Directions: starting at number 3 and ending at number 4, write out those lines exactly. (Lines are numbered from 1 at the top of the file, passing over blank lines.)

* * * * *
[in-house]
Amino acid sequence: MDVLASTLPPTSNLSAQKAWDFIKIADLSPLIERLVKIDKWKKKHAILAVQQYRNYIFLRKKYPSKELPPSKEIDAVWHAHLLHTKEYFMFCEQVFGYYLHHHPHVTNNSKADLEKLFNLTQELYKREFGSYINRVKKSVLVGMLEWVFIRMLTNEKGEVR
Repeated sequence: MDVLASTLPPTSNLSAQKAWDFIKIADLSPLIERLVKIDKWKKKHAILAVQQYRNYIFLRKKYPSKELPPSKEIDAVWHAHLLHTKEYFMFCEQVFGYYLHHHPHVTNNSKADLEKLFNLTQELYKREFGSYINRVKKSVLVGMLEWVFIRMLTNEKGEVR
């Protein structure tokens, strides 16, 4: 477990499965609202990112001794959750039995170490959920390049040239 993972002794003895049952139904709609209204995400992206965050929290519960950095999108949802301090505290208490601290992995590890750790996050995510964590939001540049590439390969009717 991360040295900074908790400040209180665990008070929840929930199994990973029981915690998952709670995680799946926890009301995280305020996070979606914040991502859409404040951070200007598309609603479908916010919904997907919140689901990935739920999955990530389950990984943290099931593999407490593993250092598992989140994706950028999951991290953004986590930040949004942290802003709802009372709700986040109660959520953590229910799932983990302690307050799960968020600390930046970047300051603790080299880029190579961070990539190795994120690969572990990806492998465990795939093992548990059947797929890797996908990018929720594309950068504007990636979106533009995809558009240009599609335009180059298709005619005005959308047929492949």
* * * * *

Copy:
Repeated sequence: MDVLASTLPPTSNLSAQKAWDFIKIADLSPLIERLVKIDKWKKKHAILAVQQYRNYIFLRKKYPSKELPPSKEIDAVWHAHLLHTKEYFMFCEQVFGYYLHHHPHVTNNSKADLEKLFNLTQELYKREFGSYINRVKKSVLVGMLEWVFIRMLTNEKGEVR
């Protein structure tokens, strides 16, 4: 477990499965609202990112001794959750039995170490959920390049040239 993972002794003895049952139904709609209204995400992206965050929290519960950095999108949802301090505290208490601290992995590890750790996050995510964590939001540049590439390969009717 991360040295900074908790400040209180665990008070929840929930199994990973029981915690998952709670995680799946926890009301995280305020996070979606914040991502859409404040951070200007598309609603479908916010919904997907919140689901990935739920999955990530389950990984943290099931593999407490593993250092598992989140994706950028999951991290953004986590930040949004942290802003709802009372709700986040109660959520953590229910799932983990302690307050799960968020600390930046970047300051603790080299880029190579961070990539190795994120690969572990990806492998465990795939093992548990059947797929890797996908990018929720594309950068504007990636979106533009995809558009240009599609335009180059298709005619005005959308047929492949």